reply to post by hellobruce
Before you start branding smokers as drug addicts, there is a couple of things you should know.
Prior to 198, the word addiction had a very specific medical meaning. It was based on 5 criteria. The substance had to be intoxicating (thus
rendering the user unable to reason properly), it had to cause life-threatening symptoms if withdrawn suddenly (for example an alcoholic could
experience dt's and die, it had to require greater and greater amounts to have the same effect and a couple of more criteria that I can't remember
under this medical definition of the word addictive, there were only 4 or 5 substances that were considered addictive. These included morphine,
heroin, alcohol, opiates and a couple of others,, I also can't remember off-hand
Smoking was considered to be habitual and not addictive under this definition. obviously, nicotene does not intoxicate, withdrawal is not life
threatening and you don't require greater amounts to experience the same effect
Here is an article that discusses the criteria of addiction
At the urging of anti-tobacco, the surgeon general changed this medical definition of addiction. But the desired change had to somehow include
nicotene. In order to accomodate this demand, the surgeon general broadened the definition of addiction to include any behavior or substance that
caused the body to produce endorphins. This generally means that anything that causes a human being to expience the sensation of pleasure could now
be considered addictive.
this is a link to the relevant surgeon general's report
Anti-tobacco was very interested in branding smoking as addictive because it changed the role of the smoker from being a person making a choice to
being addict with no choice at the mercy of the evil tobacco companies. This laid the stage for suing the tobacco companies. Nobody was interested
in suing average citizens for so-called increased health care because the average citizen does not have very deep pockets but the tobacco companies
have very deep pockets indeed.
It is at this point that food became addictive, sex became addictive, chocolate became addictive, running became addictive, shopping became addictive,
coffee became addictive, arguing became addictive
I submit to you Sir that when everything is addictive, then nothing is addictive and we are ALL drug addicts. My drug of choice is smoking. Yours
may be chocolate or alcohol or coffee. So perhaps ALL of us are unemployable?
In any event, there is still much debate about the so-called "addictive" properties of nicotene. Nicotene itself is a drug that does not intoxicate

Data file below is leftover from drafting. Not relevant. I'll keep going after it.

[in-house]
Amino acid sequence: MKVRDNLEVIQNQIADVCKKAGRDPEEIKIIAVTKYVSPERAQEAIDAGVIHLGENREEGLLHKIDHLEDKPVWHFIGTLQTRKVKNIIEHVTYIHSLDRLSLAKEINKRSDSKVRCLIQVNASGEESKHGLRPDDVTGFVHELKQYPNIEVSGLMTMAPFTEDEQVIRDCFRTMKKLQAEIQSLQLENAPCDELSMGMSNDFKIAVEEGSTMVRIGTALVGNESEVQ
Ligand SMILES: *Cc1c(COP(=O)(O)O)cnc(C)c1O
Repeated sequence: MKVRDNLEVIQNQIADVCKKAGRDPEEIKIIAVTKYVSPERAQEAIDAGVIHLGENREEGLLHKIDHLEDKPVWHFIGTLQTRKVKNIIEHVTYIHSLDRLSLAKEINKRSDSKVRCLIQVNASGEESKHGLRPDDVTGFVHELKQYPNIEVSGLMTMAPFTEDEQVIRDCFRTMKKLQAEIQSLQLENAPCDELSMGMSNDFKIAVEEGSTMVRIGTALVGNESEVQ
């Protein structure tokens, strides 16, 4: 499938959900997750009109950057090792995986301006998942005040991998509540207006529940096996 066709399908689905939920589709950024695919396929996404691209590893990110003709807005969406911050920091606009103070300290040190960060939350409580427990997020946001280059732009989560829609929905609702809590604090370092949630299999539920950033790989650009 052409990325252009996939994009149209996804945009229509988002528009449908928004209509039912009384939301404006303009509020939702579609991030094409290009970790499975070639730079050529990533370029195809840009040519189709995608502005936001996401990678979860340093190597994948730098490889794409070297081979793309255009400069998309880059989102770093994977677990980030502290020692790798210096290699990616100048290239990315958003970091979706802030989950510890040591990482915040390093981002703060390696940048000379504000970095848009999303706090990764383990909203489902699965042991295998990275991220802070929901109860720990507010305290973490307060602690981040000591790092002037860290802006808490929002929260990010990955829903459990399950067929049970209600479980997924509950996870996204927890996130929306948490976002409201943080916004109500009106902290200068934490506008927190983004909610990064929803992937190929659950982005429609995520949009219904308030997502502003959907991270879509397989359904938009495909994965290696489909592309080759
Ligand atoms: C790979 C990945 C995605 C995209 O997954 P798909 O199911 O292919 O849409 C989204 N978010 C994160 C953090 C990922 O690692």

and is very closely related to caffeine. It has many medicinal properties, such as promoting the growth of capillaries thus promoting good
circulation and healing. When oxidized (burned), a portion of it is transformed into vitamin B12 (nicotenic acid otherwise known as niacin) Niacin
is extremely important for proper brain function and in fact, is considered the reason why most mentally ill people smoke. It controls their symptoms
of schizophrenia and depression and bipolar.
here is an article from a scientist who disagrees that nicotene is addictive
Addicts conjures up the image of intoxicated people living in ally and unable to function usefully in society. You are implying Sir, by your comment
that employers should not hire smokers because they are drug addicts.
Please do not be fooled by propaganda showing the smokers are less productive than non-smokers. I have read those studies and they are so incredibly
biased toward a pre-determined conclusion that it is laughable.
Instead I urge you to examine history. It was smokers, who comprised almost 70 % of the total male population, who fought and won the second world
war. It was smokers who returned home from that war, created the baby boomer generation and built all the infrastructure that supports our current
society to this day.
(so much for smoking causing infertility).
If I were inclined to lie and twist statistics by the same means that anti-tobacco does, I would argue that there is a very strong corelations between
smoking and productivity.
Tired of Control Freaks